The latest in a line of leaks of client data from private banks has thrown the question of privacy and secrecy into the limelight again.
In January, Rudolf Elmer, former chief operating officer of Julius Baer, handed over information on 2,000 cross-border accounts held at his previous employer to whistleblower website WikiLeaks. Elmer said he wanted to reveal how the cross-border system facilitated tax evasion and the damage this was doing to society.
Last year two former employees of HSBC Holdings leaked files of thousands of wealthy clients at the firms Swiss private banking arm to several European governments to help them clamp down on tax evasion. In 2008, Germany paid 4.2 million to a bank employee for stolen data on clients from Liechtenstein bank LGT.
Such leaks are a cause of growing concern for private clients, who often use private banks and offshore centres to book their money for reasons of security.
"Perhaps not in the US, but in many countries, high-net-worth individuals require privacy because they are concerned about the political risk in their domestic countries. They want to be able to protect against having their assets seized," says Daniel Senn, head of audit financial services at KPMG in Switzerland. The leaking of client information is therefore a worry, and Senn says banks are increasingly trying to reduce the risk of client data ending up in the public domain. "There are controls in place to screen for employees that are downloading client files. Some banks prevent the use of memory sticks," he says.
Tax focus increases client confidentiality breaches
Reasons cited by private banks for risks to confidentiality
In a survey of Swiss banks in November 2010, four out of five said they had initiated specific projects to review their strategy on client data security, and 60% expected to increase expenditure addressing the issue over the next two years. Large global private banks say they have tight controls on data protection. Credit Suisse was ranked as the best private bank globally for privacy and security in Euromoneys 2011 private banking survey and UBS ranked second. But almost a third of small and medium-sized banks said they needed to improve their use of data leakage technology. However, Senn points out that "if an employee wants to take client information and copy it, it is very hard to avoid".
"You can protect against memory sticks but emails and attachments happen all the time. It is a bit out of the banks control"
Wealth management consultant Bruce Weatherill agrees. "You can protect against memory sticks but emails and attachments happen all the time," he says. "It is a bit out of the banks control."
It is no coincidence that leaks and a government focus on tax evasion since the financial crisis have grown in parallel. Governments need to increase their tax revenues and clamping down on evasion is one method. Leakers invariably get paid for the data although if they break Swiss banking secrecy law they will also be prosecuted. Elmer has been arrested for passing information to WikiLeaks. More than 80% of Swiss banks surveyed by KPMG listed increased focus on tax evasion as the greatest risk to data security. The second most risky threat to data security was theft by IT staff.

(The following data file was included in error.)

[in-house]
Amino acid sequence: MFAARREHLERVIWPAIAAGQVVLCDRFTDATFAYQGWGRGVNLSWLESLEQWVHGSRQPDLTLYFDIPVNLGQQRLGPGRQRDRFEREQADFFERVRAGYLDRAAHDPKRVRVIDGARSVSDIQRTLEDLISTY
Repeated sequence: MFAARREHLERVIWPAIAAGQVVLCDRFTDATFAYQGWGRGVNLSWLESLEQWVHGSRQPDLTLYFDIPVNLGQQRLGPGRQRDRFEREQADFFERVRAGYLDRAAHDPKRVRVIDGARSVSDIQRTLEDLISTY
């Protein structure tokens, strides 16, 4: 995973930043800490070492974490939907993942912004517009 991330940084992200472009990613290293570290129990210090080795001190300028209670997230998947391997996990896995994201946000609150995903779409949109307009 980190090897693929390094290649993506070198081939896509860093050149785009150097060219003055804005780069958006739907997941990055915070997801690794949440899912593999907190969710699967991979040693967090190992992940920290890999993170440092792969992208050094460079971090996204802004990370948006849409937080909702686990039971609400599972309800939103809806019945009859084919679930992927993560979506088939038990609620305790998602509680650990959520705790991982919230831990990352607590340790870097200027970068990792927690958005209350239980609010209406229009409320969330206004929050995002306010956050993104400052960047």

Private banks are in a difficult situation. They need to encourage greater transparency from their own clients to ensure they are not evading taxes and they themselves have to be more transparent for regulators without upsetting clients.
Almost two-thirds of those surveyed by KPMG said it would be difficult to communicate a tax-transparent strategy to clients given the sensitivity surrounding the issue. The term "secrecy", say private bankers, is a thing of the past. Rather, "client confidentiality" is preferred in the current political and economic environment.
Tax evasion as a term is also being debated. While most people will agree that tax evasion should be stopped, the line between tax evasion and tax avoidance, and to some extent even tax efficiency, is becoming blurred.
"Is buying duty-free goods at airports a form of tax avoidance?" ponders Weatherill. "There is a growing acceptance that there should be greater transparency around those who benefit from and participate in global financial transactions and systems, but there will be a push-back by clients and their lawyers and accountants if they are being singled out or attacked if they are not doing anything illegal."
He says governments need to tread carefully or they will end up losing their high-net-worth citizens. "Governments seem blind to the fact that business is global, travel is cheap and many countries openly seek high-net-worth individuals to live in their jurisdictions to benefit from their presence and the spending and employment it brings. They fund businesses, their bonuses are taxed heavily and provide a source of income, and they get involved in philanthropy. They dont have to stay in one place. They can change their domicile and renounce their country of birth. Politicians should bear this in mind."